Coping With Postpartum Depression

Having a baby is supposed to be one of the happiest times of your life, right?  Yes, a new addition to the family is certainly a cause for celebration, but up to 80% of women also experience the baby blues after giving birth.  It’s really no surprise that this happens, given that the arrival of a baby means less sleep, hormonal fluctuations, routine changes, and increased responsibilities for both moms and dads.

In the days and weeks following childbirth, women are especially prone to the baby blues.  The baby blues usually subside in about a month, but can include symptoms like tearfulness, difficulty sleeping, irritability, anxiety, and feeling overwhelmed by your increased responsibilities.  With the baby blues, you will probably continue to feel joy and happiness about the birth of your child, but feelings of sadness creep in as well, sometimes when you are least prepared for it.

For the majority of women, the baby blues will go away on their own after a few weeks.  However, for about 10-20% of women these symptoms will develop into something more serious, postpartum depression.  Unlike the baby blues, the symptoms of postpartum depression are more severe and longer lasting and may interfere with your ability to take care of your new baby.  Without help, mothers can be left feeling depressed, down, and hopeless for months after the birth of their child.  A small percentage of women with postpartum depression may even experience thoughts of harming themselves or their baby.

If you’re a new mom struggling with feelings of depression, there are number of things you can do to help yourself begin to feel better.  First, try to spend some time with other adults who care about you.  Talk with your spouse, friends, and family about how they can help you with the baby and don’t be afraid to tell them about your feelings. They are more common than you realize. Next, make sure to get as much rest as possible.  That sounds pretty impossible with a newborn baby, but try to nap during the day when your baby does so that you can make up for those guaranteed sleepless nights.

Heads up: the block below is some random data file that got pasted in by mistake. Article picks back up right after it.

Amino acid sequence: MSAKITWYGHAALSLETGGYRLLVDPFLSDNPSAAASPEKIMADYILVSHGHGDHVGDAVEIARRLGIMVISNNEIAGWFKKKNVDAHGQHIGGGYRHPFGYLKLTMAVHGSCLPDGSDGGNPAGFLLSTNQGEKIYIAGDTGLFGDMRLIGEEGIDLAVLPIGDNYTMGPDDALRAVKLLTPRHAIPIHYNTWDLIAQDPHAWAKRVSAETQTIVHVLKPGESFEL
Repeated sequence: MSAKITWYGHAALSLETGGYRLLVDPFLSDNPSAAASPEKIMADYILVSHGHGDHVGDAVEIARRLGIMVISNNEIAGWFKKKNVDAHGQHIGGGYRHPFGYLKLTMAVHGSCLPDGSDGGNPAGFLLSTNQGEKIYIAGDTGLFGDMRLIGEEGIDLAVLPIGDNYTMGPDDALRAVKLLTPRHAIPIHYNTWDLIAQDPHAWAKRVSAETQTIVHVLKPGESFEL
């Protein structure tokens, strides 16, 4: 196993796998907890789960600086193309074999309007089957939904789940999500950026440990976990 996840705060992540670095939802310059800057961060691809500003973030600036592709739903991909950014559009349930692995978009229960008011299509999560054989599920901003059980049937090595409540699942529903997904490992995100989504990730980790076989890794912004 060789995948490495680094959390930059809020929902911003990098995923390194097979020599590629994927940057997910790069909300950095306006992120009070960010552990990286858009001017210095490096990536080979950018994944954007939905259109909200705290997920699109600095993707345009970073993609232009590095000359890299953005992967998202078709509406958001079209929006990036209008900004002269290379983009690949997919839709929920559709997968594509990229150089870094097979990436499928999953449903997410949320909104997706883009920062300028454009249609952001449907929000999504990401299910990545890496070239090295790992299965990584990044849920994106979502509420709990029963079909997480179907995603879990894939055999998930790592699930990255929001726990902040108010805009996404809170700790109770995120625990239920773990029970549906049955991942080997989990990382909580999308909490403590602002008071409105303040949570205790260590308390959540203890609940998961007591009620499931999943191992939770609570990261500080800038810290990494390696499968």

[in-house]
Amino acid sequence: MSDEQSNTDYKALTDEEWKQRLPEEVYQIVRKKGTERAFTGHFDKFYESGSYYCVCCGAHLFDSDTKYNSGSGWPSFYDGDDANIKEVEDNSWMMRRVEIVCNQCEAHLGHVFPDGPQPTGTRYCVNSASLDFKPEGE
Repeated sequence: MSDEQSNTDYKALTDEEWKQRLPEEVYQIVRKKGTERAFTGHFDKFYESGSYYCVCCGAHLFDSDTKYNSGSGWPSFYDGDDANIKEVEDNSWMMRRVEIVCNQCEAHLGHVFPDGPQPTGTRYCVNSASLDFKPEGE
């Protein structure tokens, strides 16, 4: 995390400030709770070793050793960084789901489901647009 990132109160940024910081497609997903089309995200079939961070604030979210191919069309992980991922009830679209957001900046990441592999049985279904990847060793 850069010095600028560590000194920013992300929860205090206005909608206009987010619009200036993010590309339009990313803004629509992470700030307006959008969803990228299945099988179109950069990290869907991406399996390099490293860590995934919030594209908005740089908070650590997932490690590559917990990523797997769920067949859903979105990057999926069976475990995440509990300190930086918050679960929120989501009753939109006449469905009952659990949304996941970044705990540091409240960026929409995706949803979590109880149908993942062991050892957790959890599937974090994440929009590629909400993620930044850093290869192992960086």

Just as you make a routine out of bathing, dressing, and feeding your baby, make sure that you give yourself a normal routine of showering, getting dressed, and eating at regular intervals.  Often new moms put their own needs aside for their baby, but it’s equally important for moms to take care of themselves! Getting out of the house with your baby is also a good way to improve your mood.  You can go for a walk, visit a friend, or even venture out to the store for a much needed change of scenery.

Last but not least, talk to your doctor about your symptoms of depression.  Your obstetrician is always available to answer your questions and talk with you about treatment options.  There are medications that your doctor can prescribe to treat postpartum depression, many of which are approved for use while breastfeeding.  In addition, individual therapy provided by a licensed psychologist or licensed professional counselor is an effective treatment for postpartum depression, especially when combined with medication.

This article was featured in a prior issue of Auburn-Opelika Parents magazine.

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